Such projects must be designed with "technical elegance" or they may risk failure, said Chris Horrocks, senior partner in data warehousing practice at Computer Sciences, Waltham, Mass., a division of CSC, El Segundo, Calif.
"One client I had made his first attempt with a 'Field of Dreams' approach -- like the baseball movie. He thought, 'If I build it, they will come.' Well, they did not come" because poor planning resulted in flawed design.
"There's an awful lot of data to collect," said Bob Heise, vice president and chief information officer at Richfood Holdings, Mechanicsville, Va. "The issue is, what data do you include? How do you decipher what data would be nice to have and what is required?"
Food Lion's Benner said selecting and collecting data from various data bases was a significant task.
"Historical data is not always perfect, so you have to make decisions: Do you want to take it as it is? Do you want to clean it up? Do you want to come up with new data by going back to some [original] source and rekeying it?" he said.
"All of these decisions have to be made in the context that everybody knows what we've got. We made it a joint analysis," Benner said.
"This is not just an IT project," he added. "This is an organizational project" that affects all areas of operations.
When laying the foundation for a data warehouse, retailers must grapple with other seemingly basic but often complex questions, such as how long particular types of data should remain in the system.
For tracking of product movement for promotional and profitability analysis, Pay Less stores two years' worth of information in its data warehouse.
Another retailer maintaining two years' historical data is H-E-B Grocery Co., San Antonio, whose year-old data warehouse has grown to at least 200 gigabytes. The chain's category managers access the information to make decisions on which products to put in which stores, how much product to send to the stores and the proper product mix.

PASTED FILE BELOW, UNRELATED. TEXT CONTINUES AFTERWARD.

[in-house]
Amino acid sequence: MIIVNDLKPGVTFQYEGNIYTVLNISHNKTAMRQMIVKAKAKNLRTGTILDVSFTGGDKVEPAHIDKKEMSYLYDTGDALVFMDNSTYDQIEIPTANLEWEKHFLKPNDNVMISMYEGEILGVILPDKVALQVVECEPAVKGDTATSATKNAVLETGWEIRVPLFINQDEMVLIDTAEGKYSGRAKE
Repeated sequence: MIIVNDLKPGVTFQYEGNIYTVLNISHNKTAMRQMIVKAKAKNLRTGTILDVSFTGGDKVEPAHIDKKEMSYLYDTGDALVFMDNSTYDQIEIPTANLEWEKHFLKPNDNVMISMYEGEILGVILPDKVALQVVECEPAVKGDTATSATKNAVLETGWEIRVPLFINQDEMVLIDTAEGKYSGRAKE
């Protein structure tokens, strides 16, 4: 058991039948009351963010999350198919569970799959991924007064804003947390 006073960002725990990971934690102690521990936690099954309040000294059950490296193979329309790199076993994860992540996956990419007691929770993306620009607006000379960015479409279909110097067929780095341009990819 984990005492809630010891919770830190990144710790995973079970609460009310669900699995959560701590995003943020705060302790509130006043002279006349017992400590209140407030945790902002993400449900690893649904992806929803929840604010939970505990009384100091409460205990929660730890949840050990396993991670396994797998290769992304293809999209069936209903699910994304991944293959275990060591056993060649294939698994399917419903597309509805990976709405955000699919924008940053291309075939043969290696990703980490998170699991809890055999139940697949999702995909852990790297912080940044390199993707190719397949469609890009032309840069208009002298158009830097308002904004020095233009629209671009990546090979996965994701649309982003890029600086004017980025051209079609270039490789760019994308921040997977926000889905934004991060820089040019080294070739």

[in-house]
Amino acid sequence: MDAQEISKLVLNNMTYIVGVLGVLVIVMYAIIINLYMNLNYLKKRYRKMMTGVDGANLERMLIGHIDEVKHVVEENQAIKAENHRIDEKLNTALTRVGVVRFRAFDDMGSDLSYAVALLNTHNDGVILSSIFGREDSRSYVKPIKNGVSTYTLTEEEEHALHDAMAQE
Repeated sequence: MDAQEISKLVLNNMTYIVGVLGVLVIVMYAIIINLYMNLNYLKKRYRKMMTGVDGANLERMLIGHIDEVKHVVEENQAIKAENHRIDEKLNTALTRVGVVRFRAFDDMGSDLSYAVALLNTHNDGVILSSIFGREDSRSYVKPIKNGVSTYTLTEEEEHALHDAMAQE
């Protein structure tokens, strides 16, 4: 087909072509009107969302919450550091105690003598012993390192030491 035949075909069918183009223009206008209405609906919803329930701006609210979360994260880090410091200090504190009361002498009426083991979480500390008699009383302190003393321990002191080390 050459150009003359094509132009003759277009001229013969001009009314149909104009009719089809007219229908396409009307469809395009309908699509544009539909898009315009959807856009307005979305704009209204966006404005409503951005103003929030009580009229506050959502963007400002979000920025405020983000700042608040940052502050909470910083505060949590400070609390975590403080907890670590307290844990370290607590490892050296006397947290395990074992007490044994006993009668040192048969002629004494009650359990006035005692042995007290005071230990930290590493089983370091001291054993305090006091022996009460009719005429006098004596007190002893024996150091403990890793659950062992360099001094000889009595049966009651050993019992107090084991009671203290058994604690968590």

Pay Less' Cooper said keeping data on product sales and movement for a two-year period has proven valuable in analyzing risks and opportunities when a new player enters a market.
When the retailer learned that a Meijer Inc. superstore was due to open nearby, the company was able to anticipate the potential effect on sales, by category and stockkeeping unit, based on data gathered when competitors entered other markets.
Key historical data that's available on a granular, SKU level not only sharpens the immediate decision but heightens users' confidence in decision-support tools overall, she said.
This shift of data analysis tasks from information systems staff to users at all levels of an organization frees the IS department to pursue other, more mission-critical projects, executives told SN. The users, meanwhile, bring their expertise to a higher level.
"We are trying to resurrect a 1960's phrase to 'Give power to the people,' " said Terry Ransom, executive vice president and chief administrative officer at Harry's Farmers Market, Roswell, Ga. To that end, the retailer built a data warehouse. However, cost and flexibility issues led to a shift in strategy. "We realized that data warehousing is not really a good idea for us, so we are moving to a three-tiered [client-server] architecture," he said.
Ransom said he believes raw data should have a "life of its own" and that categorization of products, for example, should be conducted at the user level. Middleware, the center layer of client-server architecture, then retrieves the data from multiple sources in a manner that's transparent to the user.
Product-specific information stored in a data warehouse and locked into a particular category limited Harry's ability to reclassify certain products without losing the historical data. "Our categories may not be like the rest of the [supermarket] industry, which is one drawback," he acknowledged.
"There is a huge amount of overhead related to taking data from disparate systems, or even lots of data from the same system, and putting it into a data warehouse format," he said.
"It's not a cheap thing to get into, so you've got to be sure there's value provided back to your company -- value that's going to be gained from these 'knowledge workers' who are using it," said Food Lion's Benner.
He emphasized the importance of developing "knowledge workers" -- or users of decision-support systems -- in tandem with building technology. "It's a twofold effort," Benner added.